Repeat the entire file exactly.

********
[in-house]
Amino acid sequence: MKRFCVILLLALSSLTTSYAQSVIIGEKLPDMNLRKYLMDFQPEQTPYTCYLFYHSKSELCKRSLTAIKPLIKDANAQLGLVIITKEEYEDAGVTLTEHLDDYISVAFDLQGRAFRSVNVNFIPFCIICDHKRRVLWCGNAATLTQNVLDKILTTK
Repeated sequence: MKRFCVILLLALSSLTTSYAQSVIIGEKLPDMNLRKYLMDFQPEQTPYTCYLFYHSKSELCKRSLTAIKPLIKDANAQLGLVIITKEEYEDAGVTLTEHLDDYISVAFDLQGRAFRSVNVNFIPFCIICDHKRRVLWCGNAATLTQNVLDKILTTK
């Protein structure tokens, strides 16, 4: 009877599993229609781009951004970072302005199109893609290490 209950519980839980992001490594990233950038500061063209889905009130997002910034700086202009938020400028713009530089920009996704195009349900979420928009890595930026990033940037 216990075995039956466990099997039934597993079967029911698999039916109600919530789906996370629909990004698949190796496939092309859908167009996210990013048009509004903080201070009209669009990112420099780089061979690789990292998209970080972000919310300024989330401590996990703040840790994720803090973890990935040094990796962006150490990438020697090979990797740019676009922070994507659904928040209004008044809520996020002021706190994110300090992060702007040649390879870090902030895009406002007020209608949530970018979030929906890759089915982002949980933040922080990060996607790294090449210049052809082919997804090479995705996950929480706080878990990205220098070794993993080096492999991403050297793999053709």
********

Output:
[in-house]
Amino acid sequence: MKRFCVILLLALSSLTTSYAQSVIIGEKLPDMNLRKYLMDFQPEQTPYTCYLFYHSKSELCKRSLTAIKPLIKDANAQLGLVIITKEEYEDAGVTLTEHLDDYISVAFDLQGRAFRSVNVNFIPFCIICDHKRRVLWCGNAATLTQNVLDKILTTK
Repeated sequence: MKRFCVILLLALSSLTTSYAQSVIIGEKLPDMNLRKYLMDFQPEQTPYTCYLFYHSKSELCKRSLTAIKPLIKDANAQLGLVIITKEEYEDAGVTLTEHLDDYISVAFDLQGRAFRSVNVNFIPFCIICDHKRRVLWCGNAATLTQNVLDKILTTK
């Protein structure tokens, strides 16, 4: 009877599993229609781009951004970072302005199109893609290490 209950519980839980992001490594990233950038500061063209889905009130997002910034700086202009938020400028713009530089920009996704195009349900979420928009890595930026990033940037 216990075995039956466990099997039934597993079967029911698999039916109600919530789906996370629909990004698949190796496939092309859908167009996210990013048009509004903080201070009209669009990112420099780089061979690789990292998209970080972000919310300024989330401590996990703040840790994720803090973890990935040094990796962006150490990438020697090979990797740019676009922070994507659904928040209004008044809520996020002021706190994110300090992060702007040649390879870090902030895009406002007020209608949530970018979030929906890759089915982002949980933040922080990060996607790294090449210049052809082919997804090479995705996950929480706080878990990205220098070794993993080096492999991403050297793999053709």